), of kids
(`kid5`

) and mentor productivity (`ment`

). To
interpret the effects, for gender we can explore the means of the two
genders in the expected number of articles, for the other two
independent variables we can look at the coefficients to understand the
direction and size of the effects.

Means can be obtained in the `Estimated Marginal Means`

panel.

We should recall that in GAMLj Generalized models, the expected means
are always reported transformed back in the original scale of the
dependent variable, so we can see that `Men`

show a higher
expected number of publications (1.75) than `Women`

(1.38).

As for the continuous independent variables, we look at the fixed effects coefficients.

We can look at the `exp(B)`

coefficients because they are
easier to interpret than the `Estimate`

s. The latter are the
liner coefficients, and are expressed in the scale of the liner
predictor, in this case \(log(art)\).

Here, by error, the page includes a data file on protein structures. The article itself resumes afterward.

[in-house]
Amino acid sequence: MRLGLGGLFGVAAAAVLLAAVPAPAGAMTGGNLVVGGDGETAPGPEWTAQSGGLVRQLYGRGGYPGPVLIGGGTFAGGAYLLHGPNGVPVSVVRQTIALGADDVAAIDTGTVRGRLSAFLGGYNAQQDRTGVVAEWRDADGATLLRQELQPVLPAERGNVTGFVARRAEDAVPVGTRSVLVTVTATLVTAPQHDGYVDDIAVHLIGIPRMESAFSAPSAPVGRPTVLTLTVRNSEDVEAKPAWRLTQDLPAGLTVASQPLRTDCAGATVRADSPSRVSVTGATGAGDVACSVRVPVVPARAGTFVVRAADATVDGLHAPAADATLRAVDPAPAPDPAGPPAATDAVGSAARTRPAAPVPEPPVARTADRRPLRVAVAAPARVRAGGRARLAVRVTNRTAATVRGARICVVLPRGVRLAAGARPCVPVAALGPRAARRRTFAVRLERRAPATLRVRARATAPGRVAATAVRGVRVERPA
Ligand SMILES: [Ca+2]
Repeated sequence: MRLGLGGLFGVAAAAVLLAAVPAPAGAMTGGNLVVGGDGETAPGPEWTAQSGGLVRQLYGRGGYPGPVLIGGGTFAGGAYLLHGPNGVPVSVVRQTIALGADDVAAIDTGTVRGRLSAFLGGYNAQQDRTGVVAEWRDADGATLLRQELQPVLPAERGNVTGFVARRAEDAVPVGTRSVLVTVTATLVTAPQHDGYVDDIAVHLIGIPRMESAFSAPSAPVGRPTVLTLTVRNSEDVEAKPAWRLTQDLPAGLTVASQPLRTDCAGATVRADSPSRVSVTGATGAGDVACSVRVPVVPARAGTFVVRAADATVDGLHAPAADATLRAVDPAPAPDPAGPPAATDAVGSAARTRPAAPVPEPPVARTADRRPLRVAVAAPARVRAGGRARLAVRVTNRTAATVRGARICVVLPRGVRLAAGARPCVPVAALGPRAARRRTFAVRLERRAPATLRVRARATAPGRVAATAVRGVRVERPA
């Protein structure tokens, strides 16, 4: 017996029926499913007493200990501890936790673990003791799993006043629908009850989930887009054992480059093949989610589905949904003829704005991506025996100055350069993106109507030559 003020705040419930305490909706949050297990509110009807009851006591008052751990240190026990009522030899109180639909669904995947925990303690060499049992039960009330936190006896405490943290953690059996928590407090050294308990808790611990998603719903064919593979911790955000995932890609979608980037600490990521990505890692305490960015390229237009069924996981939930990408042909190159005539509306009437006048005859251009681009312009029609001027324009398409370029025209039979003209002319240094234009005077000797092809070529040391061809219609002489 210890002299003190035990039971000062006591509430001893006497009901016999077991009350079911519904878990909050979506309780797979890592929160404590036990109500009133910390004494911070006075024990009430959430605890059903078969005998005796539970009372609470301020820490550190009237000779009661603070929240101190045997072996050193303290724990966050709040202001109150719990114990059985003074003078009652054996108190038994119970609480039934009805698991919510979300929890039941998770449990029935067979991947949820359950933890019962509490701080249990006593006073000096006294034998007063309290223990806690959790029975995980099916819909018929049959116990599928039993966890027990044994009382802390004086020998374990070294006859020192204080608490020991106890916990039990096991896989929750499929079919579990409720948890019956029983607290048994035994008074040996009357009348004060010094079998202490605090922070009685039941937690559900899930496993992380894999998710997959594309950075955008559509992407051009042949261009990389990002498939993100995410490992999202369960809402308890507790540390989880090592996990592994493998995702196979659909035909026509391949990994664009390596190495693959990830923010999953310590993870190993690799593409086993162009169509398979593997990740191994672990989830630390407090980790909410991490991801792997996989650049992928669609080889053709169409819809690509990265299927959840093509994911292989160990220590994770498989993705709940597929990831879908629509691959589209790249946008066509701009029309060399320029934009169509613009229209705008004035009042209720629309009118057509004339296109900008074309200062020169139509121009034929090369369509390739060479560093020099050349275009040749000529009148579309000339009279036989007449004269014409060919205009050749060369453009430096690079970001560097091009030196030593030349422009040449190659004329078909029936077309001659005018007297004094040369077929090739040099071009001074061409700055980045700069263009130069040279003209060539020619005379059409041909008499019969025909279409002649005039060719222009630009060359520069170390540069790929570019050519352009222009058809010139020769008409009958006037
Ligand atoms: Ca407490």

The `exp(B)`

, on the other hand, get rid of the logarithm,
and infor us on the rate of change of the dependent variable as we move
the independent variable of one unit. Thus, expected number of articles
increases 1.028 times for each article published by the mentor
(`ment`

effect), whereas it decreases \(1/.834=1.199\) times for one kid more.
Recall that the `exp(b)`

is the rate of change. If
`exp(B)`

is less than 1, we should say that *the expected
value increases .834 times*, which means that it decreases and
sounds awkward, so we take the reciprocal to express how much the
expected value *decreases*.

As a final touch, we can visualize the results by asking the plot of the expected number of articles by number of kids or number of mentor’s papers.

# Examples

Some worked out practical examples can be found here

## Comments?

Got comments, issues or spotted a bug? Please open an issue on GAMLj at github or send me an email